Waxed eloquence

Print edition : November 19, 2010

The "lost wax" method of making a bronze is explained here in a series of photographs taken at the workplace of Srikanda Stapathy at Swamimalai near Thanjavur. The entire process takes several months to complete. Step 1. Wax moulds of all the parts are created and fused together.-PHOTOGRAPS BY M. SRINATH

A step-by-step account of the process of making a bronze.

MAKING bronzes with intricate workmanship is a demanding process that lasts several months. It becomes doubly difficult when the metal image has many hands, each holding an object or making a specific mudra. The hands, be they four, six or eight, have to be distributed proportionately with enough gap between them, and fusing them with the torso demands great skill.

Although they are called bronzes (which is a Western coinage), the icons are actually copper alloys, that is, copper mixed with gold, silver, lead and tin. They are called seppu tirumeni (copper images) in Tamil.

R. Nagaswamy, iconographer of international repute, who has authored several books and monographs on South Indian bronzes, says, For over six centuries, during the peak of this [metal] art, the Pallavas and their successors, the Cholas, produced work after work of astonishing beauty and aesthetic refinement. In the skilled hands of the anonymous artist, metal became a material of amazing versatility ( The Great Tradition, Indian Bronze Masterpieces, Festival of India, 1988).

STEP 2. THE WAX model is coated with a paste of clay mixed with fine river sand, which is called 'earthen mould'.-

While the images made during the Pallava period are hollow, those made during the Chola reign are solid cast, called ghana.

All the metal images in Tamil Nadu were made by the cire perdue, or lost wax, process. Before setting out to craft the icon, the master craftsman recites a dhyana sloka and visualises in detail the metal artefact he plans to make. He then makes an image out of wax, maintaining the proportions.

If the image has eight arms, the craftsman makes each arm separately and fastens them one by one by applying heat to the point where they join. He may fasten the two main arms first. As for the other arms, there is no fixed sequence in which they have to be attached; the craftsman decides it according to his predilection. Rods are propped up between the hands to maintain the distance between them. The legs are also made separately and fused with the wax torso.

STEP 3. THE earthen mould is dried in the shade until it is rid of all moisture.-

After the wax image is made, the craftsman applies over it two or three coats of clay mixed with fine sand. This clay coating is allowed to dry in the shade for nearly a month.

When the clay is dry, the sthapathi creates an orifice, several centimetres in diameter, on the back in the central part of the torso of the image and another one in its head and a third in one of the legs. If the image is a big one, orifices are created in the hands too. The image is then placed in fire so that the wax inside melts and flows out through the orifices. Since the wax runs out, it is called lost wax method. The clay mould that remains is kept face down in a pit and fastened to the earth with metal wire.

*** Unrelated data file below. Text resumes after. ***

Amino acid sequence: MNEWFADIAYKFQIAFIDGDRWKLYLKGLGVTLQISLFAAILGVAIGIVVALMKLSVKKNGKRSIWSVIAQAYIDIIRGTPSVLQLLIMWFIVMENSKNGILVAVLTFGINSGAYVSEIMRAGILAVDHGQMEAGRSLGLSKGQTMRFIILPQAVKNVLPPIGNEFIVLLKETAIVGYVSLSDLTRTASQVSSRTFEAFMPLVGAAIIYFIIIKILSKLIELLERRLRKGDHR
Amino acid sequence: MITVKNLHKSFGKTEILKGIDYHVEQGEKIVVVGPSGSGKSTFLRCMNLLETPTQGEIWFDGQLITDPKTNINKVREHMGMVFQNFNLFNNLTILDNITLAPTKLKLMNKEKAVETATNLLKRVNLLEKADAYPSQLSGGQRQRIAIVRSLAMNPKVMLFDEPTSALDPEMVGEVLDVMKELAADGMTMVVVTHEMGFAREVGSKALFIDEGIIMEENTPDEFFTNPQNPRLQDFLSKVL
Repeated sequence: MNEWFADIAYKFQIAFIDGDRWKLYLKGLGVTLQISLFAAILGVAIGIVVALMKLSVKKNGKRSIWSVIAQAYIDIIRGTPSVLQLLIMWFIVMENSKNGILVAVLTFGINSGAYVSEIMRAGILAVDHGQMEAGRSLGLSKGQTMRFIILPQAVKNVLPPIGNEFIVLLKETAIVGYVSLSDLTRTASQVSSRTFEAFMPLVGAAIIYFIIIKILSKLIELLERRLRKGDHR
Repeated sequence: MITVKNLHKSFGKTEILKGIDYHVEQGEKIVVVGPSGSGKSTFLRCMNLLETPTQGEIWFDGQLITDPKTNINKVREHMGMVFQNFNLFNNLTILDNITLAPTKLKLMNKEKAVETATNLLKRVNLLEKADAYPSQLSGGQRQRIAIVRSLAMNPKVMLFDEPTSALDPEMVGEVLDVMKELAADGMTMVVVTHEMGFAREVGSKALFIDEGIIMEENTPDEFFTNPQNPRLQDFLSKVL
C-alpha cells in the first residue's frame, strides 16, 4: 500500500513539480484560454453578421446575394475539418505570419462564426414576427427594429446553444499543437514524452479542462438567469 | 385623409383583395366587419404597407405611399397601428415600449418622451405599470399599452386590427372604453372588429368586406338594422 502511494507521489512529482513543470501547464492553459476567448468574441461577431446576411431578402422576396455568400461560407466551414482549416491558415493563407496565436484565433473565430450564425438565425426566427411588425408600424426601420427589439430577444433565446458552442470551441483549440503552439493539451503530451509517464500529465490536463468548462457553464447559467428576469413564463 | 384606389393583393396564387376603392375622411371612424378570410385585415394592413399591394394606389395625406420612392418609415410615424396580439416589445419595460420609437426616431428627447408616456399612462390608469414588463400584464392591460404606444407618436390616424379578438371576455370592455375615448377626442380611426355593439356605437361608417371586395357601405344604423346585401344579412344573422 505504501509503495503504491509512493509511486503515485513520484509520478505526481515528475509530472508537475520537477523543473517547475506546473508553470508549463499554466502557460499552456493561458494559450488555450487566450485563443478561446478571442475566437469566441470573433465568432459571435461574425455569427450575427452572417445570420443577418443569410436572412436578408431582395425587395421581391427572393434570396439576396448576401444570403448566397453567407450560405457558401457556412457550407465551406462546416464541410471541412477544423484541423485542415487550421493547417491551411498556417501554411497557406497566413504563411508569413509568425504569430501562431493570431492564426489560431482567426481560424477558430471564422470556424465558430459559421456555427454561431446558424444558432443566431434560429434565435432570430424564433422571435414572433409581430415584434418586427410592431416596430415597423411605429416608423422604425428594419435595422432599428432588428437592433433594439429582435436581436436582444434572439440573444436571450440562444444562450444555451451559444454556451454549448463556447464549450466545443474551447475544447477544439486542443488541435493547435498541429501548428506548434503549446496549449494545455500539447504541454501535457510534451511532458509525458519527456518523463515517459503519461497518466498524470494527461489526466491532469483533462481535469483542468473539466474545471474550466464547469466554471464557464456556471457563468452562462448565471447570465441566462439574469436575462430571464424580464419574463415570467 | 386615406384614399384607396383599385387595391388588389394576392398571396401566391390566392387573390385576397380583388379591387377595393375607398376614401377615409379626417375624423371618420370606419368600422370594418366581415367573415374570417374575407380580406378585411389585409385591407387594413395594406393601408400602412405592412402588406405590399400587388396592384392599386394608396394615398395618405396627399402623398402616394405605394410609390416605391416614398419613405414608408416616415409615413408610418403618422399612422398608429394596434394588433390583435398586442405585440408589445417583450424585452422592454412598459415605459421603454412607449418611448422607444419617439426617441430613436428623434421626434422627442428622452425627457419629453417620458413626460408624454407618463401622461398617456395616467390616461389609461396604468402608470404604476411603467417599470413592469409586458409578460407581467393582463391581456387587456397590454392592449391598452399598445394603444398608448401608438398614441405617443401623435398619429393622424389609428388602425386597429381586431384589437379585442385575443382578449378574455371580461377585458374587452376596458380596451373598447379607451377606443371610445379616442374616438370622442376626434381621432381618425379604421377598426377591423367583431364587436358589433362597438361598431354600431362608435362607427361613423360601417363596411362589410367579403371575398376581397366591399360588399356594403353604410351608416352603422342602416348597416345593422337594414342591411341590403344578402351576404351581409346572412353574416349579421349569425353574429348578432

STEP 4. THE mould being heated after it is fastened with copper wire.-

In the next stage, the sthapathi melts the amalgam of copper (93 per cent), gold, silver, lead and tin in the required proportion. Judging from the colour of the red hot liquid, he knows when to pour it inside the clay mould through the central orifice on the back of the image. He has to pour it fast, taking care to ensure that air bubbles are not formed in the molten metal inside as they can result in holes in the image.

The molten metal runs into all parts of the mould and overflows from the orifices on the head and leg. This is an indication for the artist that the molten metal has travelled into all parts of the body and he will allow a little more to overflow, Nagaswamy said.

STEP 5. THE wax inside the earthen mould melts and flows out.-

While this is the method adopted for making small images, for a big image the craftsman reinforces the clay mould by tying copper wire around it before drying it. One more coat of clay is applied over the wire. Nagaswamy explained, This is done because when the liquid metal is poured inside the clay mould, the sudden rise in the temperature inside will give a kick and crack the mould.

STEP 6. THE metals are heated in a crucible until they form an amalgam, which is then poured (above) into the mould.-

After some hours, when the sthapathi is sure that the metal has solidified properly, he breaks the clay mould into pieces and brings out the metal image inside. This technique yields a solid image called g hana. When a hollow image has to be made, a clay mould of the image to be created is done first. It is given a wax coating of 5 cm thickness, which is then covered with clay. So, when the bronze is finally cast, the clay remains inside. It is not, therefore, really hollow. While the sthapathi in Tamil Nadu chisels the embellishments on the image after it is taken out of the mould, his counterpart in North India works on them while casting the wax mould itself.

STEP 7. THE rough metal image obtained after the molten metal cools and solidifies in the shape of the mould.-

As years go by, these bronzes develop a greenish patina, which acts as a natural protector of the metal. The patina forms because of the suffocation the bronze undergoes when it is kept in cellars. The metal may also develop what is called bronze disease, which eats into the metal. The metal contracts this disease because of oxidation when it is exposed to the atmosphere. This can be treated.

STEP 8. THE completed metal idol being given the finishing touches.-

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